Back to Mistake One: at what point do you realize that Eddie Rosario cannot be pitched to? Sure he was five-for-23 in his previous postseason experience, but teams’ postseason dreams are littered on the side of the road, cast there by the likes of Mark Lemke, Sean Casey, Terry Pendleton, Jose Oquendo, George Springer et. al., who might not have been Hall-of-Famers but who stepped up huge in the postseason. And like them, Rosario has also benefited from opposing managers who couldn’t seem to avoid pitching around him or just intentionally walking him. Going into game four of this series, Rosario had essentially carried the whole Braves offense while Freddie Freeman was striking out seven times in a row. A combination of poor offerings from Urias, and a dialed-in Rosario leads to two more home runs and a Braves rout. This leads to Mistake Six which is the insistence on giving Freeman fastballs on the outer third to hit to left field and thus break out of his slump.
Mistake Seven: the Gavin Lux experiment. Any idiot with an ounce of baseball knowledge knows you start a defense from the middle out. Lux had 17 games of outfield experience as a pro coming into the game. Six of them were in center. He’s a career infielder. Cody Bellinger has a gold glove as an outfielder. So, whhhhhyyyy isssssss Luuuuuuuxxxxxxxxx innnnnnnnn cennnnnnnntttttttteeeeeeerrrrrrrrrr? To misjudge a flyball in center in Game 3 that would have cost them a game had it not been for the greatest Dodgers postseason comeback in their history…and to fail to dive for a blooper in short center in Game 4 that allowed two runs to cross. An experienced fielder would have laid out for that, knowing it wouldn’t get far even if he missed it. Lux hasn’t been terrible offensively, but he hasn’t been great either. And why was Lux picked to start over Matt Beaty -who has outfield experience, and who hit .270 compared to Lux’ .242 in the regular season? This is especially odd considering Beaty hit .371 in his final 30 games of the season.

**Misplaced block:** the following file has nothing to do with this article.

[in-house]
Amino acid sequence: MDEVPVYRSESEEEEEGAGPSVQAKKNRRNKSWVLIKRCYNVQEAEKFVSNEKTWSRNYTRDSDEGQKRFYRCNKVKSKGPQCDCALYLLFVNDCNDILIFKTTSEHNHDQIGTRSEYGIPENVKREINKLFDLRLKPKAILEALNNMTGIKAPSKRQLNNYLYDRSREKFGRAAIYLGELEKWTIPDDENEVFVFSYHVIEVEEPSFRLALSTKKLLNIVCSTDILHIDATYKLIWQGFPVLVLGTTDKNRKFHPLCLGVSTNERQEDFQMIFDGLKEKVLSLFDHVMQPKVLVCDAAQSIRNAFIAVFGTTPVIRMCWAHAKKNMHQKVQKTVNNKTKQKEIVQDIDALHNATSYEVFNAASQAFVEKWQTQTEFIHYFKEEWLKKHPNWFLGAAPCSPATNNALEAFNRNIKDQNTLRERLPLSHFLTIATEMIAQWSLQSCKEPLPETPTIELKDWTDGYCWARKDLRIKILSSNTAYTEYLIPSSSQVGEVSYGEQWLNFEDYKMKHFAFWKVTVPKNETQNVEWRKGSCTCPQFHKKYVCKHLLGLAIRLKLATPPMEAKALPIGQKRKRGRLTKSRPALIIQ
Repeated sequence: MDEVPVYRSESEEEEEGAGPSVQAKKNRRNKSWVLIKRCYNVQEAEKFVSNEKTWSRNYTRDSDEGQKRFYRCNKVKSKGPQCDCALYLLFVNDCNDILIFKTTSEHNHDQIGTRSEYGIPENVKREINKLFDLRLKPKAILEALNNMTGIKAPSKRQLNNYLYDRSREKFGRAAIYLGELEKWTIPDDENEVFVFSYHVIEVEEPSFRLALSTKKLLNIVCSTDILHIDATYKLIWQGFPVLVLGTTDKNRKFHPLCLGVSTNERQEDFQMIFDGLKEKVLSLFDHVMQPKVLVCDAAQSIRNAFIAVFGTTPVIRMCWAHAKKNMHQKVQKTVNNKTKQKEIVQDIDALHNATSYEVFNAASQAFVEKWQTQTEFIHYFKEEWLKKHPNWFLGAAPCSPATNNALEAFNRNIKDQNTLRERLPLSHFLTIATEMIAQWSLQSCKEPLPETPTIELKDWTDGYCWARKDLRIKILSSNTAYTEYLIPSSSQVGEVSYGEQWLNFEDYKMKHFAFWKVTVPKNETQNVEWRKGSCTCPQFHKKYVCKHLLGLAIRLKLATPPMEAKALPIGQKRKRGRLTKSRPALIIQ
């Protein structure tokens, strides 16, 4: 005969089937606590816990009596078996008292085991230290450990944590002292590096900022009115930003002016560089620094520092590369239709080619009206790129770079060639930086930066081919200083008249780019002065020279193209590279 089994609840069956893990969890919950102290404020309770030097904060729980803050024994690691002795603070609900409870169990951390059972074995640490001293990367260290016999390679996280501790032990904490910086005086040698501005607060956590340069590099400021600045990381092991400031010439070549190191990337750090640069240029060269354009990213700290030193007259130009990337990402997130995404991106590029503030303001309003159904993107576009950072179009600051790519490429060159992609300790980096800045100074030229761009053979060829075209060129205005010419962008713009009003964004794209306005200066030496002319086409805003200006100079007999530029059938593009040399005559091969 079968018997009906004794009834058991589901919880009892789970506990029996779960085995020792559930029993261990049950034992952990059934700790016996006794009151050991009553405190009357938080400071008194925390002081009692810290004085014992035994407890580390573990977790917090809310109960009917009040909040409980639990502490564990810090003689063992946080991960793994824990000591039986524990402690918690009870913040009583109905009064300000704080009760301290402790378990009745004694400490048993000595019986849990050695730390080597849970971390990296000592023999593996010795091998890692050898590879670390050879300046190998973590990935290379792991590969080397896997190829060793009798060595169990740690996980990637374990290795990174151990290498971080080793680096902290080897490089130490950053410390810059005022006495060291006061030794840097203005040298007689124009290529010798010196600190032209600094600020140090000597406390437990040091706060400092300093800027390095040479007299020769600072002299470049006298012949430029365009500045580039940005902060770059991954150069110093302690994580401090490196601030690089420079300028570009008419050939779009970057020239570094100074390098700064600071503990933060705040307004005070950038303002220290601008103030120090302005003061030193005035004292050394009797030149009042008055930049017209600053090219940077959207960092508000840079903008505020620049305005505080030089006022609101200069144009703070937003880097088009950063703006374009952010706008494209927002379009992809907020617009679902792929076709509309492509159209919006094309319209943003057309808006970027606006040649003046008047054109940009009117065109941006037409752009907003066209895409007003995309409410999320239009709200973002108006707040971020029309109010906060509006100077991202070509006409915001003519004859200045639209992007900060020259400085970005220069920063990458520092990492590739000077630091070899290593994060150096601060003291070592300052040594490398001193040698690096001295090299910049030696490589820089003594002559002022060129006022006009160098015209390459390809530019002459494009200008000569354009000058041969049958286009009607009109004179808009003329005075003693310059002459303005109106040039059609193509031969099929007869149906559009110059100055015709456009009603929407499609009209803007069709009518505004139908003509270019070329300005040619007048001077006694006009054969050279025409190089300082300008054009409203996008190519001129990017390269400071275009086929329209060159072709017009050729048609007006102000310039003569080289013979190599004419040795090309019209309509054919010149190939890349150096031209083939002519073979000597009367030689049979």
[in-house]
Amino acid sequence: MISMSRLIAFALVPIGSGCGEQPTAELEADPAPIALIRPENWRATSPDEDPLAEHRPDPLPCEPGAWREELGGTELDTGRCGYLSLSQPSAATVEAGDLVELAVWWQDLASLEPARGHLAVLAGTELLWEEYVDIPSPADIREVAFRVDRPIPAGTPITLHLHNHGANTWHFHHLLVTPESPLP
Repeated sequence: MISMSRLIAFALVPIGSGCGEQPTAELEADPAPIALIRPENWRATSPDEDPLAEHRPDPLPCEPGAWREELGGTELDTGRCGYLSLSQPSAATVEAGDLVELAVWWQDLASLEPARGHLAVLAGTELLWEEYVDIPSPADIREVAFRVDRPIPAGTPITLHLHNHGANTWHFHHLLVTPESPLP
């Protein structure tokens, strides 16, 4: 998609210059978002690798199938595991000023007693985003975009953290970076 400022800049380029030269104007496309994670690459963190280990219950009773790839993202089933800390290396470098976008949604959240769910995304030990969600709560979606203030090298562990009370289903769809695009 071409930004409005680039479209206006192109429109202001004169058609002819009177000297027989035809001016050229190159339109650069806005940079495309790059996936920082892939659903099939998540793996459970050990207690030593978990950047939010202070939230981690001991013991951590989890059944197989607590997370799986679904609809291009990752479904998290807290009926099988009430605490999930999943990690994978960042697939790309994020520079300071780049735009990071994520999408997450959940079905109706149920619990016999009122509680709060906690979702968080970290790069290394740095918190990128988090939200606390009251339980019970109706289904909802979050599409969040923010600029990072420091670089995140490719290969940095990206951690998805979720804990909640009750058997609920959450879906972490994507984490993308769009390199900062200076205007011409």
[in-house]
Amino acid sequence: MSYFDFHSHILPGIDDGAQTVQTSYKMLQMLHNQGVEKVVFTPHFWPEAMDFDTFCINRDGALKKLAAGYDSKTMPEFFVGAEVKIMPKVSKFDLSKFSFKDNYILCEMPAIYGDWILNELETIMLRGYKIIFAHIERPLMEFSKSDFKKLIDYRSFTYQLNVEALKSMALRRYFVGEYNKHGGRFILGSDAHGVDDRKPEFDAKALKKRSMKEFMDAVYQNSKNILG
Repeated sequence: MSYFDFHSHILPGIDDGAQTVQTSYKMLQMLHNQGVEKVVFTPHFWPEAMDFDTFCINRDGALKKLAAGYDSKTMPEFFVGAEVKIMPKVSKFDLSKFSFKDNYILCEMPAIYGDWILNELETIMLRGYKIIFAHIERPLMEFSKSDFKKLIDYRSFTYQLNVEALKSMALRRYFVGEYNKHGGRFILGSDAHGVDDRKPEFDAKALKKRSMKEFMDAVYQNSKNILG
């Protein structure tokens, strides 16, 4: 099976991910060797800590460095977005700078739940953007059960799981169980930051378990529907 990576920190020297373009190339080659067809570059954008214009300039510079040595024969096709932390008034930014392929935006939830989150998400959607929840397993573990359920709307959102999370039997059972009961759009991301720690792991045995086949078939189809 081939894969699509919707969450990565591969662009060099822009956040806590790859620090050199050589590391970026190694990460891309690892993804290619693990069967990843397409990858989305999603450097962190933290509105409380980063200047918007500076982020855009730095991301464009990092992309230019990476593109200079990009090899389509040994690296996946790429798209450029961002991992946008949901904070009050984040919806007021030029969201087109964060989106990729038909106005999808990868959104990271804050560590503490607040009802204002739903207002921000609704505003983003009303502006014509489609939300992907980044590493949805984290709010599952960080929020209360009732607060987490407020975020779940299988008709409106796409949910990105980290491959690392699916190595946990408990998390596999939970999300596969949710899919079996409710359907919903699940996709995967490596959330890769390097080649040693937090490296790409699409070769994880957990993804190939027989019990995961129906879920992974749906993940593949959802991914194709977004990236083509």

Only Alex Vesia and Justin Bruihl were available for the Wild Card series. But wait, this leades to Mistake Seven: Bruihl wasn’t on the roster, which necessitated the need for…Julio Urias.
Now add Max Scherzer‘s dead arm after being used similarly to Urias (Mistake Eight or necessary given the need to win the Wild Card? You be the judge), Max Muncy‘s elbow and Justin Turner‘s hamstring, that’s a lot for one team to overcome.
Sure, add it to the pile. That brings us to Mistake Nine: batters’ approach. Way too many swings at the first pitch. Way too few pitches required of the starters. The Braves’ weakness is its bullpen, but only if Dodger hitters are impatient.
Mistake 10 was perhaps unavoidable, but it sure didn’t seem like the Dodgers did a lot to keep Kiké Hernandez. As we predicted in our April season preview the Dodgers were bound to miss the intangibles that the everywhere, all-the-time utility guy brings to a club. And certainly, Boston is enjoying the tangibles that he has brought with a record-setting postseason performance for the Red Sox.
Mistake 11: and this one falls squarely on GM Andrew Friedman. Who is Stephen Souza Jr. and why on earth is he on the Dodgers postseason roster?
The Dodgers came back from 3-1 to beat Atlanta last year. This isn’t the same club at this stage for health reasons alone. Whether it be Doc Roberts or the metrics boys in the back room, this team has had to overcome strategical failures as well.